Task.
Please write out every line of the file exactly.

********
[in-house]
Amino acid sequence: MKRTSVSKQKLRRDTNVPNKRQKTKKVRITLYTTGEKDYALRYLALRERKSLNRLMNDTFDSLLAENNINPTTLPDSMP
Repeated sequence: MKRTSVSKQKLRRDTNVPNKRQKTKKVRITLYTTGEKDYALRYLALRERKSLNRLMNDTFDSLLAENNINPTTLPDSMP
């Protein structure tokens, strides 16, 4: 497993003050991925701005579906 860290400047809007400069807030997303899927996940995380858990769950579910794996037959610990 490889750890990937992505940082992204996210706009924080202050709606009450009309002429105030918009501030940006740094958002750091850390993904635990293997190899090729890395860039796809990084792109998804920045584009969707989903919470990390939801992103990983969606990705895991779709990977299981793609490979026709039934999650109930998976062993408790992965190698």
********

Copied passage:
[in-house]
Amino acid sequence: MKRTSVSKQKLRRDTNVPNKRQKTKKVRITLYTTGEKDYALRYLALRERKSLNRLMNDTFDSLLAENNINPTTLPDSMP
Repeated sequence: MKRTSVSKQKLRRDTNVPNKRQKTKKVRITLYTTGEKDYALRYLALRERKSLNRLMNDTFDSLLAENNINPTTLPDSMP
């Protein structure tokens, strides 16, 4: 497993003050991925701005579906 860290400047809007400069807030997303899927996940995380858990769950579910794996037959610990 490889750890990937992505940082992204996210706009924080202050709606009450009309002429105030918009501030940006740094958002750091850390993904635990293997190899090729890395860039796809990084792109998804920045584009969707989903919470990390939801992103990983969606990705895991779709990977299981793609490979026709039934999650109930998976062993408790992965190698």